Urinary incontinence or bladder weakness in men might seem like an embarrassing condition, but it is actually relatively common – about 3 to 11% of men experience urinary incontinence at some point in their lives, so it’s nothing to be ashamed of. In this article, we will share some insights on the subject and give you some tips on how pelvic floor strengthening can help relieve pelvic floor disorder in men.
What is urinary incontinence?
Urinary incontinence is when you don’t have full control over your bladder. Some symptoms include:
- Urine leaking when you cough, laugh or sneeze (stress incontinence)
- Urine leaking as you feel a sudden urge to urinate (urge incontinence)
- Urine leaking, because you are unable to fully empty your bladder (overflow incontinence)
- Urine constantly or frequently leaking, as your bladder cannot store any urine at all (total incontinence).
These symptoms can be very irritating and inconvenient, but there are several ways to manage them, including changes to diet and various exercises, such as Kegel exercises.
Kegel exercises for men
These are easy to do, require no extra equipment and can be done discretely anywhere. They will help to strengthen the male pelvic floor and therefore could improve your symptoms.
The first step is to try and locate your pelvic floor muscles.. the easiest way to find your pelvic floor muscles is while urinating. Try to stop the flow of your urine, the muscles that are engaged while you stop urinating are your pelvic floor muscles.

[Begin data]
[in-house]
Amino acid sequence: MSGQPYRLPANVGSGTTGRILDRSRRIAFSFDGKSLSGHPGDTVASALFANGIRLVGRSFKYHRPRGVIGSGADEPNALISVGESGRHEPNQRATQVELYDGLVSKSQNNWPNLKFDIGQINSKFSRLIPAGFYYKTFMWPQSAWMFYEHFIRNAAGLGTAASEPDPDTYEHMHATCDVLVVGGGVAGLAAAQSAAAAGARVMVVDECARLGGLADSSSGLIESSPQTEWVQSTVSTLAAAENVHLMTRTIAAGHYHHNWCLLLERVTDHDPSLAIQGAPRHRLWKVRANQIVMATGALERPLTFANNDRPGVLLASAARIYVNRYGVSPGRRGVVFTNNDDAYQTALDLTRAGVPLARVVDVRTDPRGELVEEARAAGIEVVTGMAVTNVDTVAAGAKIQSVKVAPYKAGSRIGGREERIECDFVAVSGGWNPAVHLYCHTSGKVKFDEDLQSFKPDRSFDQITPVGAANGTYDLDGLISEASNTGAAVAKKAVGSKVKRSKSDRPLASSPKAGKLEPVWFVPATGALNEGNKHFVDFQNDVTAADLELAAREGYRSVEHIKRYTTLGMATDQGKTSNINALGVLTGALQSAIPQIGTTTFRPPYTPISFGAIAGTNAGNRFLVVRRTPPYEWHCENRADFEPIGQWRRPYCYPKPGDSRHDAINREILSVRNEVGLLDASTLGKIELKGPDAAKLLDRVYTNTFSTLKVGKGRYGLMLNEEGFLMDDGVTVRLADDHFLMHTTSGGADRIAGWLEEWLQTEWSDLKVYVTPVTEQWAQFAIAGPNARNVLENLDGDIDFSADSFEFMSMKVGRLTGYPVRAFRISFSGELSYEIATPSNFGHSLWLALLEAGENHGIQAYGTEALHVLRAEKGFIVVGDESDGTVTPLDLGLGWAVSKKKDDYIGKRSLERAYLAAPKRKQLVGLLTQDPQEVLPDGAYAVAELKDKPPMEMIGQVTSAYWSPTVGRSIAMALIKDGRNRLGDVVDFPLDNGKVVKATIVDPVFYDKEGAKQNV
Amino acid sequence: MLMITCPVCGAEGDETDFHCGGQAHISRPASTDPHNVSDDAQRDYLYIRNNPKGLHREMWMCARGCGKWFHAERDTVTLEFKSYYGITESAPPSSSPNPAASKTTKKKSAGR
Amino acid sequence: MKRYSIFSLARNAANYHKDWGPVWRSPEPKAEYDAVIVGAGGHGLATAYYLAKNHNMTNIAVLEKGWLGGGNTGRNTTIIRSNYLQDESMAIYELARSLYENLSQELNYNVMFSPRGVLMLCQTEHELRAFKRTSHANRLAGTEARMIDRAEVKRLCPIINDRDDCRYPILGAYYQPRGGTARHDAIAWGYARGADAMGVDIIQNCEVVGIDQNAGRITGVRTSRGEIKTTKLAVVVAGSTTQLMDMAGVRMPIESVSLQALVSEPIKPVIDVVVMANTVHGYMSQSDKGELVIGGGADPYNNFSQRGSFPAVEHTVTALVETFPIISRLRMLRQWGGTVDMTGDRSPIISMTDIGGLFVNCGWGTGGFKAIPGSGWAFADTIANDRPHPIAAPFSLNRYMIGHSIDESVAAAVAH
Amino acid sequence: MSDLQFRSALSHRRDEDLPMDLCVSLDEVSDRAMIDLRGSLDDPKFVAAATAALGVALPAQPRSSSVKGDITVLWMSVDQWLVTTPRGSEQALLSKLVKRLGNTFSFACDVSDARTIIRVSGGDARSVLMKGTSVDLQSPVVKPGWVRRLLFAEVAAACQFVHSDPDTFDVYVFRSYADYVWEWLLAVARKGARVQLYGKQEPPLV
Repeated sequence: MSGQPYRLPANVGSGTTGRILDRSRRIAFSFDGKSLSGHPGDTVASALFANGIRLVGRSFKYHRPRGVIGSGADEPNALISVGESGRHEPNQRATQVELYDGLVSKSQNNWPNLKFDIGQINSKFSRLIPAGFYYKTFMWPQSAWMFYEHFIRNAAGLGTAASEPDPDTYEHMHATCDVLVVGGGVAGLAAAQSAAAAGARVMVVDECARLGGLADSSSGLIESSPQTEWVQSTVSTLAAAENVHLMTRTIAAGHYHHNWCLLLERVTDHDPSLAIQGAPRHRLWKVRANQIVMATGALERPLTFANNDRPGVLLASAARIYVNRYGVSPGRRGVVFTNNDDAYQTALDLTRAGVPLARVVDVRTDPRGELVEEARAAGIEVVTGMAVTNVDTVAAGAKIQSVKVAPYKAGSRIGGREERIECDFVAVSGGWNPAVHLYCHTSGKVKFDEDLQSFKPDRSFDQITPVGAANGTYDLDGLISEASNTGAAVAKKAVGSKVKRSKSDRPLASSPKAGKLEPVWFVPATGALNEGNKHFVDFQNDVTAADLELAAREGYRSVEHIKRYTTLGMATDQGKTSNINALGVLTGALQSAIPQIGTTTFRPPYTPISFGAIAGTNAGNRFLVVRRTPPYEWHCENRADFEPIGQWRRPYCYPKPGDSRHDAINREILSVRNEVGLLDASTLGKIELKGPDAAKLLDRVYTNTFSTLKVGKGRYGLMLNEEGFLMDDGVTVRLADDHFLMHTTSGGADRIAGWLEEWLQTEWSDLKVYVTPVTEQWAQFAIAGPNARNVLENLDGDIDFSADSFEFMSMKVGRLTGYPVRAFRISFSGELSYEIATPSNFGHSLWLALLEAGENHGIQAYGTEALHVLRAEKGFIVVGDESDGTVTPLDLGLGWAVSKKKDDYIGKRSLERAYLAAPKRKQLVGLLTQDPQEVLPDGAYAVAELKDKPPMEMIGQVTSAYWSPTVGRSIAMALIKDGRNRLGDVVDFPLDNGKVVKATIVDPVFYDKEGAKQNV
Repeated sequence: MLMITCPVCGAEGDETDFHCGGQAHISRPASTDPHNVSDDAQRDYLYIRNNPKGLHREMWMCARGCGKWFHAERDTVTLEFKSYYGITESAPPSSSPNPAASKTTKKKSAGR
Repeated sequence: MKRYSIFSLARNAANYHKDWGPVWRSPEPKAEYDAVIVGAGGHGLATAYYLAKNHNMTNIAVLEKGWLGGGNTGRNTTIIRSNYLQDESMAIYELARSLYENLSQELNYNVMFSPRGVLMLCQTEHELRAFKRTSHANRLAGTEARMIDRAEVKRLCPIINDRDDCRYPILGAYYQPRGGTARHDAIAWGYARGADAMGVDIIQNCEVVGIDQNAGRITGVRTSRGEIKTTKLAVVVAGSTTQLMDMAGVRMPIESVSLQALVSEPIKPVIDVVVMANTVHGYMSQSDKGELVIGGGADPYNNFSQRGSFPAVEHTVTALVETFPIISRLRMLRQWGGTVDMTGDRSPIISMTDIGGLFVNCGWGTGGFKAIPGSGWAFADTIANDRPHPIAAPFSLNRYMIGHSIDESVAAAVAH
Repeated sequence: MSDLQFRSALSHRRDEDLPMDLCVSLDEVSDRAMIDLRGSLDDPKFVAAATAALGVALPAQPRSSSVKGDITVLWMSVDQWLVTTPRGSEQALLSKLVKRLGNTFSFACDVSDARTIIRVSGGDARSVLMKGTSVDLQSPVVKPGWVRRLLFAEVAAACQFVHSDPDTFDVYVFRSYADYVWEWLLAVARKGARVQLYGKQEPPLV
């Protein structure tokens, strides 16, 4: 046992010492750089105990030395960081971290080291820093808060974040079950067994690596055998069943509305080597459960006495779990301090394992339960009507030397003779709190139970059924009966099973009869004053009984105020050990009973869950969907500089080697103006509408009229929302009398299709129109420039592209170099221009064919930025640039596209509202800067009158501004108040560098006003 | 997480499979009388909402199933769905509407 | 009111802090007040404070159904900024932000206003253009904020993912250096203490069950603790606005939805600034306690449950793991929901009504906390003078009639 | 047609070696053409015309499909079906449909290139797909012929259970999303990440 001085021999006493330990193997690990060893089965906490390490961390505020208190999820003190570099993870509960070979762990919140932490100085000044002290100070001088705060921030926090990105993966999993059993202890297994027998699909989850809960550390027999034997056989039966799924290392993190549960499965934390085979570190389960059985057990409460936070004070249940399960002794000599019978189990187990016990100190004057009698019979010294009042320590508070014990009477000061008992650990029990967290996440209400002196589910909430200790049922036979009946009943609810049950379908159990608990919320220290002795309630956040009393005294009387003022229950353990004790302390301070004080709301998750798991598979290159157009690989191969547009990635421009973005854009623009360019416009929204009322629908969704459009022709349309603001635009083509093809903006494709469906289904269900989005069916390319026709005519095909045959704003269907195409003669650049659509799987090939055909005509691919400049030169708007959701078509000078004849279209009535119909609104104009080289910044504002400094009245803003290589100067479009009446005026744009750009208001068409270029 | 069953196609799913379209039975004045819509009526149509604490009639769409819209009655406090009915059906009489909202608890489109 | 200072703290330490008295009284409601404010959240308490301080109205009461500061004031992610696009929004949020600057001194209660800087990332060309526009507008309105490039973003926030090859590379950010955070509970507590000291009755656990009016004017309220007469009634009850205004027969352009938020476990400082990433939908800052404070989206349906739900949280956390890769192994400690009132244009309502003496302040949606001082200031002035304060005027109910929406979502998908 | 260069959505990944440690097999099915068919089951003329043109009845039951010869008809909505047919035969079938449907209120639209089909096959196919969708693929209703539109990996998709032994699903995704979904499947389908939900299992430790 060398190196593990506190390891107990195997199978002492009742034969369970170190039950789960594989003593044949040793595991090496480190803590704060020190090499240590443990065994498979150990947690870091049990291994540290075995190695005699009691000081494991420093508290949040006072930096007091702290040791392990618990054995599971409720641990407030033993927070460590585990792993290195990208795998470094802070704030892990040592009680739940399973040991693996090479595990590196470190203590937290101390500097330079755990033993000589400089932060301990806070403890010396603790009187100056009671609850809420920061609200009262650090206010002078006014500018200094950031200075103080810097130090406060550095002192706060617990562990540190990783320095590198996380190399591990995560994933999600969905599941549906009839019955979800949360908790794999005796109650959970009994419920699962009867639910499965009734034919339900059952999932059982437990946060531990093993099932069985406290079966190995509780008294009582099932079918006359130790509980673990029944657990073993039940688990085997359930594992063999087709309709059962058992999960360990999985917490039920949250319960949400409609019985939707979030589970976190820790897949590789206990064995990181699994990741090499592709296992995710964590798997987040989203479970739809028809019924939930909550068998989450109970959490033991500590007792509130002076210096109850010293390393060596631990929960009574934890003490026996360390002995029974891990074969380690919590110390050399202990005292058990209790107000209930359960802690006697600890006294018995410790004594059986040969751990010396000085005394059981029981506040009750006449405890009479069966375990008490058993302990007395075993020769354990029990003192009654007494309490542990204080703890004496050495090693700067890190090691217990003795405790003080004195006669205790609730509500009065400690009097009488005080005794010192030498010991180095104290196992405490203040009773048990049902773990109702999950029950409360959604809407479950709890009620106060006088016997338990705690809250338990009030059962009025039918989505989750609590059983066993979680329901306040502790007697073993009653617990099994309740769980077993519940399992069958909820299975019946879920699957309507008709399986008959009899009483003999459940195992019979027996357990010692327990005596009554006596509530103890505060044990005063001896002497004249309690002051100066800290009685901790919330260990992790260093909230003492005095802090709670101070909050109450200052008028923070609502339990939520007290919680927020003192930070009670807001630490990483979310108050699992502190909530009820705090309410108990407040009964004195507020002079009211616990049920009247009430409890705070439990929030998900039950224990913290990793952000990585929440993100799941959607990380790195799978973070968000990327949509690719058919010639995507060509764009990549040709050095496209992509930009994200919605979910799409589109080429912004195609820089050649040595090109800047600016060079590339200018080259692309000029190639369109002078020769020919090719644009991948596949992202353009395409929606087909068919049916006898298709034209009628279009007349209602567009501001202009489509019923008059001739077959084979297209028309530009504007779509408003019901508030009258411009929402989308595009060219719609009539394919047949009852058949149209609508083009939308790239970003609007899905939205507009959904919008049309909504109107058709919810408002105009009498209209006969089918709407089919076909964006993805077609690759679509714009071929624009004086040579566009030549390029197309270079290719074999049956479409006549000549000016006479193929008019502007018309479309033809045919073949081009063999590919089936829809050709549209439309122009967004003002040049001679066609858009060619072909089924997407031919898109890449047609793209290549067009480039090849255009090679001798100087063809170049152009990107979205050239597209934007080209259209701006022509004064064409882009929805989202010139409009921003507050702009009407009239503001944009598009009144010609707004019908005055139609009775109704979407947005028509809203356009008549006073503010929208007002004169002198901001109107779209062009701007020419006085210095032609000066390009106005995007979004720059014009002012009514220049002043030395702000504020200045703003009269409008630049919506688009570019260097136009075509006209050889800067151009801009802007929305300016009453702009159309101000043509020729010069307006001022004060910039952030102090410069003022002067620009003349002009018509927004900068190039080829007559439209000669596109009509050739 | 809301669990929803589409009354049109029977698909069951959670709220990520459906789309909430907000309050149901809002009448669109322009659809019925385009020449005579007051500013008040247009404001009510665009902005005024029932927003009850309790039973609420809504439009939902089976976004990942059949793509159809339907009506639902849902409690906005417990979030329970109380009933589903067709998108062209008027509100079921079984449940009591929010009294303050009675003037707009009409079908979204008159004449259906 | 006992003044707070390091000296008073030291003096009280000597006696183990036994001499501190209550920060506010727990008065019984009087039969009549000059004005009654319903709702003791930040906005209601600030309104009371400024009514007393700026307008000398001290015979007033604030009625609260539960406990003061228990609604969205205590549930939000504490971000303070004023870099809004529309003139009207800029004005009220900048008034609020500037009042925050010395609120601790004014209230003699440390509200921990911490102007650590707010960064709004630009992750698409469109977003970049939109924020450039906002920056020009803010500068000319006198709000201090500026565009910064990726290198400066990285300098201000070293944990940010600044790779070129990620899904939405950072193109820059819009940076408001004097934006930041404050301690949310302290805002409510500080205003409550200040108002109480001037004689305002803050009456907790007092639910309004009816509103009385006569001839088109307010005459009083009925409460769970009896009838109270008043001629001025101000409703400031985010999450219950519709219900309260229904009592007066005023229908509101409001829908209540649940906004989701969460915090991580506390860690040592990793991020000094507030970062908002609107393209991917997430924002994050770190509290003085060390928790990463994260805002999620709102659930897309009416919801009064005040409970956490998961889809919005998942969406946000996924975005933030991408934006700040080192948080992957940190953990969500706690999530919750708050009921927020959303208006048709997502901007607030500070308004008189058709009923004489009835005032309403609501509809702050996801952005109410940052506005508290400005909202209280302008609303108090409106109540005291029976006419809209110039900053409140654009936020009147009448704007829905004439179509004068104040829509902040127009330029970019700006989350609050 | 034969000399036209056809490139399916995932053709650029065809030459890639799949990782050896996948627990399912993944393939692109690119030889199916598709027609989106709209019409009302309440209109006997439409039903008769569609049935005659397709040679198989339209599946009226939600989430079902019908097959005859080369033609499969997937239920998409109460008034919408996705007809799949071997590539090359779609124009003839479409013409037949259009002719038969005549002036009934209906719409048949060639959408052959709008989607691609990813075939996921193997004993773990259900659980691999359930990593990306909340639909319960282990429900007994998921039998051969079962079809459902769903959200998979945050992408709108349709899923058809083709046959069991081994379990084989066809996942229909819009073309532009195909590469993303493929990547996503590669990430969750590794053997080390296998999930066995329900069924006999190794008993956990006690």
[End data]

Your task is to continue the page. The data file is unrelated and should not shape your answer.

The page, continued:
Once you have spotted your pelvic floor muscles, you can do pelvic floor strengthening exercise.
- Tighten and hold your pelvic floor muscles for 5-7 seconds.
- Now relax your muscles. Repeat this for a few times. You can do up to ten repetitions.
You will find that your pelvic floor strength grows over time; at first, you may only be able to do two or three repetitions, but with practice you should be able to go for the full ten.
Although, we would still recommend to get more information with your GP before starting any new exercise.
 „The Prevalence of Urinary Incontinence“, Victor W Nitti, 2001, Source: https://www.ncbi.nlm.nih.gov/pmc/articles/PMC1476070/
 „Urinary Incontinence“, NHS, 7. November 2019, Quelle: https://www.nhs.uk/conditions/urinary-incontinence/
 „A guide to the pelvic floor muscles – men“, Oxford University Hospitals NHS, n.d., Source: https://www.ouh.nhs.uk/patient-guide/leaflets/files/11124Ppelvic.pdf